Welcome to the home page of the Cloud Physics Group in the Department of Land, Air, and Water Resources at the University of California, Davis. We study clouds. This includes everything from your everyday, puffy cumulus clouds to thunderstorms and large cloud systems like extratropical cyclones. We are particularly interested in how the properties of individual cloud droplets and ice crystals impact our weather and climate including how much precipitation falls, where it falls, and how sunlight and heat are distributed in the atmosphere. Aerosol particles play a role in determining these cloud properties, and much of my work in the past has focused on aerosol-cloud interactions. We primarily use atmospheric models to address research questions related to these topics and are increasingly using observations. We are also interested in developing and improving these models in order to create better research tools and better weather and climate forecasts.
July 2023: Arthur successfully defended his PhD dissertation, “The Future of Bulk Microphysics Schemes”. He’ll be starting a postdoc at Columbia University this fall.
March 2023: Former undergraduate student member Abbey won an NSF GRFP award!
February 2023: Lucas successfully defended his PhD dissertation, “Ice, Liquid, and Aerosol: Mixed-Phase Cloud Properties and Processes in Real and Idealized Simulations”. Lucas has started a job with NASA already!
February 2023: Arthur’s second paper was published in JAMES describing the latest results from AMP.
August 2022: Congratulations to Arthur Hu for winning a presentation award from the AMS Cloud Physics Meeting!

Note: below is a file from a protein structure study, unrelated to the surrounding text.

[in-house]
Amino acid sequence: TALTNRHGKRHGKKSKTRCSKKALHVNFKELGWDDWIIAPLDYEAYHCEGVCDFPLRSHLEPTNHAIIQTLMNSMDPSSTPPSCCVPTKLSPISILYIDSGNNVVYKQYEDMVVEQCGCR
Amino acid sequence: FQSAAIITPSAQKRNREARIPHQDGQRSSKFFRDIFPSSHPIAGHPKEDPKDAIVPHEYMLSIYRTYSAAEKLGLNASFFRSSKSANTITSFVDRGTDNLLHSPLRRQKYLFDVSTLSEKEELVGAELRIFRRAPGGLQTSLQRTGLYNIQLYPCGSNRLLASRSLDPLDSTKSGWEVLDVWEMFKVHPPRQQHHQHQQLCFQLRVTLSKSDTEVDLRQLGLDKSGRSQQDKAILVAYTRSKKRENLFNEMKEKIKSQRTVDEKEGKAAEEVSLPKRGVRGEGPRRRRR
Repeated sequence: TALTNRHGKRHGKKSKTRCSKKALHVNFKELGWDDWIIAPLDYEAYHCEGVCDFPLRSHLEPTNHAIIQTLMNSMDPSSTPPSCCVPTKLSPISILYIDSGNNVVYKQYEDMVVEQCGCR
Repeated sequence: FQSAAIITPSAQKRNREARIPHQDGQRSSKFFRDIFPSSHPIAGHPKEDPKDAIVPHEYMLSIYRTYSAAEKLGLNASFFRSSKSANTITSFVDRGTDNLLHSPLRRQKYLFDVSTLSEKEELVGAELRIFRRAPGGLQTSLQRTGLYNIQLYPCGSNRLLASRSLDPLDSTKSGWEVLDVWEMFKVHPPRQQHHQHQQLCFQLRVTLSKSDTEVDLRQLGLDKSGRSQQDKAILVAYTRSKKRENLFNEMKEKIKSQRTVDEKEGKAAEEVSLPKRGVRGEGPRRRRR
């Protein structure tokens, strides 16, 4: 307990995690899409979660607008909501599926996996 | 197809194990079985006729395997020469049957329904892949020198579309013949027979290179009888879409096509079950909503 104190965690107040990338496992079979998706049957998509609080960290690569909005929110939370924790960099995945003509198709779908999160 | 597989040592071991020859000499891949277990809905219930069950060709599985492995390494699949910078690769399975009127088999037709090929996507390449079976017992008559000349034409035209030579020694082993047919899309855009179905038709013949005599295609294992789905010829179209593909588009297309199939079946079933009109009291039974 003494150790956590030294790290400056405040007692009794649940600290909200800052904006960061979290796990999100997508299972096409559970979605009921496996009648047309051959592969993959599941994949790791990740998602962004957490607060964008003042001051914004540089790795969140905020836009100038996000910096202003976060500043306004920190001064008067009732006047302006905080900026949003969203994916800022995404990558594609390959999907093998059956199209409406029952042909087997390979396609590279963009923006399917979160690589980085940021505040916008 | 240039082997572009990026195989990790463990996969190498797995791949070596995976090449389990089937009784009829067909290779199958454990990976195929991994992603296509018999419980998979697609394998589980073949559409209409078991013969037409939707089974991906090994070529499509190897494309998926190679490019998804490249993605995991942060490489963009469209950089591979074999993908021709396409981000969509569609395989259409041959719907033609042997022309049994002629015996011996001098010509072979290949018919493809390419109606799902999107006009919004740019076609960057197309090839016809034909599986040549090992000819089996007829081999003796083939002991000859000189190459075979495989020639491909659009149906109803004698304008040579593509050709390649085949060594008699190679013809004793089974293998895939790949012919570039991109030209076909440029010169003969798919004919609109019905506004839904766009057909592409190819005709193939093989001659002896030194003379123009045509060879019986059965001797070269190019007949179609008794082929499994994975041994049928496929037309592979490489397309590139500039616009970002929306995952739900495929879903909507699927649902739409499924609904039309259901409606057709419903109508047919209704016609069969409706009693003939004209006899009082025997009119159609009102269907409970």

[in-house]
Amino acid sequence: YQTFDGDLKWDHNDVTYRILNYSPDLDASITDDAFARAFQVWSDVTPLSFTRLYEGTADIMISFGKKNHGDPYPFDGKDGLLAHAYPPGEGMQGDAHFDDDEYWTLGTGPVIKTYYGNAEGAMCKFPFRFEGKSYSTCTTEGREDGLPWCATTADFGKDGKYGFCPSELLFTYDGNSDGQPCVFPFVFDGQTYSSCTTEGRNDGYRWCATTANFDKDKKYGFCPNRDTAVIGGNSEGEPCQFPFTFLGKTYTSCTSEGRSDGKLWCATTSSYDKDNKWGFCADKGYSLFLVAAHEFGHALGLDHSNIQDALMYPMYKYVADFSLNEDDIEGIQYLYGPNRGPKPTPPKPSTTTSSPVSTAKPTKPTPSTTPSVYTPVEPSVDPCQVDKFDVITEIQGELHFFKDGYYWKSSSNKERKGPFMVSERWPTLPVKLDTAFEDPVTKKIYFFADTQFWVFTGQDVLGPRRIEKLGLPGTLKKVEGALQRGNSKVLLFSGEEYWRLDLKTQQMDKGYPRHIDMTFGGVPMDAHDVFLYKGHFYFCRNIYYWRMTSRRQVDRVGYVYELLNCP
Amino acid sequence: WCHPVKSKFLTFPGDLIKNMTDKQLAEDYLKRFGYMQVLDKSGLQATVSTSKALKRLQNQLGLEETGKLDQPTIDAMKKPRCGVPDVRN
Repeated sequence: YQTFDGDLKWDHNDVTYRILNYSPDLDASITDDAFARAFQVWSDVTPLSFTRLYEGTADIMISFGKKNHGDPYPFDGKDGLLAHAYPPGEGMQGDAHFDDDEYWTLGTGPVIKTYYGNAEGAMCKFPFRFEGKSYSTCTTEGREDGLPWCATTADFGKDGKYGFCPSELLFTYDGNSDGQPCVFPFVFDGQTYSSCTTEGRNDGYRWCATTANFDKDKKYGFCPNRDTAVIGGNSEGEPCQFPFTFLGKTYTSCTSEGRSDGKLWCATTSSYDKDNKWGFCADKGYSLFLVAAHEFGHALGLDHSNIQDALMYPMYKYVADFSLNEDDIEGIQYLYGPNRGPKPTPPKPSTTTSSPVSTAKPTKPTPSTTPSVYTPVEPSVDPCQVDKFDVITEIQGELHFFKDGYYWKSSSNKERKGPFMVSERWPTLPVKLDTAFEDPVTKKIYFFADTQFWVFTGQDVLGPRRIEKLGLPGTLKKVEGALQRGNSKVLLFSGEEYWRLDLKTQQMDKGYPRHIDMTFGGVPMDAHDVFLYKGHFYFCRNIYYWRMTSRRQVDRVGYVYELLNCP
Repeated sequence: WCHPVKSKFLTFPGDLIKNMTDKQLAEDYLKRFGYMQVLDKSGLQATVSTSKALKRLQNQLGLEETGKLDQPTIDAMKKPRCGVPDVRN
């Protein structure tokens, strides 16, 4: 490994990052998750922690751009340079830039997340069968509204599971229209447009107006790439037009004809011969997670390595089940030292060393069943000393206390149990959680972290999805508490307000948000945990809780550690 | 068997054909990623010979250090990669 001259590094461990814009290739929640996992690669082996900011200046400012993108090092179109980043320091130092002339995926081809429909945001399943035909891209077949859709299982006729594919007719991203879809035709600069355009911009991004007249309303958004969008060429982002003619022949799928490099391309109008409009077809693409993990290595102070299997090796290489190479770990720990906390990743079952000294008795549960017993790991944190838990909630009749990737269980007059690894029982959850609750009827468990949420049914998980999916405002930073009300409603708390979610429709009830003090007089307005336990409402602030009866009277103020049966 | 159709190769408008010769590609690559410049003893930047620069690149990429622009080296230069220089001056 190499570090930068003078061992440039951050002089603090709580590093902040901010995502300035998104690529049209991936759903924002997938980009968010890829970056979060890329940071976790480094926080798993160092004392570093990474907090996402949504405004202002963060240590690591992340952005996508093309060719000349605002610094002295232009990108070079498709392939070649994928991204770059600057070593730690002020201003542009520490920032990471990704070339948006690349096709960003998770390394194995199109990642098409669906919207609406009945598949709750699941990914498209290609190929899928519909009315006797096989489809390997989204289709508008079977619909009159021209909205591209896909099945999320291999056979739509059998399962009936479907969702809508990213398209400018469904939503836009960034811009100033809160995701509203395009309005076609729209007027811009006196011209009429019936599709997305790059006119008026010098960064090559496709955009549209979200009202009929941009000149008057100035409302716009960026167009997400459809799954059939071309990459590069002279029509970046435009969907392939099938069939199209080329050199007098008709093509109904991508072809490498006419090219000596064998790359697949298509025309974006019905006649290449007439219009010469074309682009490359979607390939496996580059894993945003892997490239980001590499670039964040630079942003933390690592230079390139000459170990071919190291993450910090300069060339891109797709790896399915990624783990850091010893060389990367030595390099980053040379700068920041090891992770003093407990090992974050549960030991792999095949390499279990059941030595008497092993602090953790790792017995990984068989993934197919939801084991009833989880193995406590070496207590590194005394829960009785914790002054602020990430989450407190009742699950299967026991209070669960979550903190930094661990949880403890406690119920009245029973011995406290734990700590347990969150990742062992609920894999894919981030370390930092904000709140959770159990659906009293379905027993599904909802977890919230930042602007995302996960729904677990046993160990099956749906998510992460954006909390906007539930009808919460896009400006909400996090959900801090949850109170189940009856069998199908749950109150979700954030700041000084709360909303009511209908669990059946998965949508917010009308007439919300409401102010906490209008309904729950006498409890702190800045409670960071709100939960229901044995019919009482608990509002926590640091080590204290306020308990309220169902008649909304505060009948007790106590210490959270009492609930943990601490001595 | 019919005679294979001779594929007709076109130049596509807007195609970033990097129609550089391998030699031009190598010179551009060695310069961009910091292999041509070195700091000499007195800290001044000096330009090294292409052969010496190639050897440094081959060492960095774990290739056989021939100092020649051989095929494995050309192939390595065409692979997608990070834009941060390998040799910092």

July 2022: Adele’s recent paper on simulating rain was highlighted by the JAMES editor in Eos.
June 2022: Papers seem to come in pairs in this group. Adele’s latest paper on AMP was accepted in JAMES and two weeks later Lucas’ Arctic cloud dissipation paper was accepted in ACP.
January 2022: Nathan Pope won a student presentation award at the Annual AMS Meeting. Congratulations!
September 2021: Arthur and Abbey had papers accepted just one day apart. Arthur’s paper is about cloud droplet relative dispersion and Abbey’s is about the processes controlling aerosol-cloud interactions in non-precipitating stratocumulus clouds. We also welcome new member Hallie Pimperl to our group!
August 2021: Our group has been funded by the DOE ASR to study aerosol-induced convective invigoration. Adele also published a paper on this topic in GRL this month.
July 2021: Abbey Williams, an undergraduate member of our group, won an AMS Graduate Fellowship! She’ll be starting her graduate work at Scripps Institute of Oceanography this fall.
April 2021: Lucas’s first first-authored paper was posted in Early Online Release in the Journal of Hydrometeorology.
March 2021: A collaborative paper led by Ines Bulatovic (who visited us for two weeks in 2019) has been published in ACP about the importance of Aitken particles for cloud properties in Arctic mixed-phase clouds. A second paper led by collaborator Joe Sedlar was published just three days later on the formation and dissipation of Arctic clouds. Check them out on the Publications page!
March 2021: Lucas Sterzinger was accepted into the SIParCS summer internship program run by NCAR CISL. He’ll be working on cloud infrastructure for hosting NASA and NOAA satellite data.
Sep. 30, 2020: The DOE ASR released a profile article about Adele. You can find it here.
July 2020: Arthur Hu and Lucas Sterzinger both passed the QE this summer. Onward to graduation!
Dec. 2020: The first paper on the AMP scheme was published in JAMES.
Dec. 2020: Lucas Sterzinger and Arthur Hu presented their research at the AGU meeting.
Nov. 15, 2019: Amy Yu presented her MS exit seminar. Congratulations, Amy, on completing your MS thesis!
Sep. 6, 2019: Lea Tong presented her MS exit seminar. Lea is the first student from the Cloud Physics group to graduate. Congratulations, Lea!
June 2019: Nick Falk’s paper on ice microphysics in supercells was published in Monthly Weather Review.
Nov. 7, 2017: Lucas Sterzinger describes his undergraduate research at the University of North Dakota with Dr. Mullendore in a Unidata blog.